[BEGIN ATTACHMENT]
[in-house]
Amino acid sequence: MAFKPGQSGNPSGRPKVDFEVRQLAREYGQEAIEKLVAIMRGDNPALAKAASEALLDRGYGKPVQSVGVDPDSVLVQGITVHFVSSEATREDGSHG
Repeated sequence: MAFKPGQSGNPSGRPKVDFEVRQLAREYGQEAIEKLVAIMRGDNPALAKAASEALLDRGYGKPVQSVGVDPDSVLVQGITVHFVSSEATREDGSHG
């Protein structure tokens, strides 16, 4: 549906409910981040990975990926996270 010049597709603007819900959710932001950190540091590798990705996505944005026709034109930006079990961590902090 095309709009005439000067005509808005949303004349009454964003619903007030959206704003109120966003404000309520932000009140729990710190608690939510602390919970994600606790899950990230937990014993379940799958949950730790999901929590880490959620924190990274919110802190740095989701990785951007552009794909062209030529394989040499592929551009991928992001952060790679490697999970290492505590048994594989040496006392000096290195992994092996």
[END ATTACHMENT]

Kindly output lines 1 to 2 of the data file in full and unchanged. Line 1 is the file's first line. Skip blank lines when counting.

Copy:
[in-house]
Amino acid sequence: MAFKPGQSGNPSGRPKVDFEVRQLAREYGQEAIEKLVAIMRGDNPALAKAASEALLDRGYGKPVQSVGVDPDSVLVQGITVHFVSSEATREDGSHG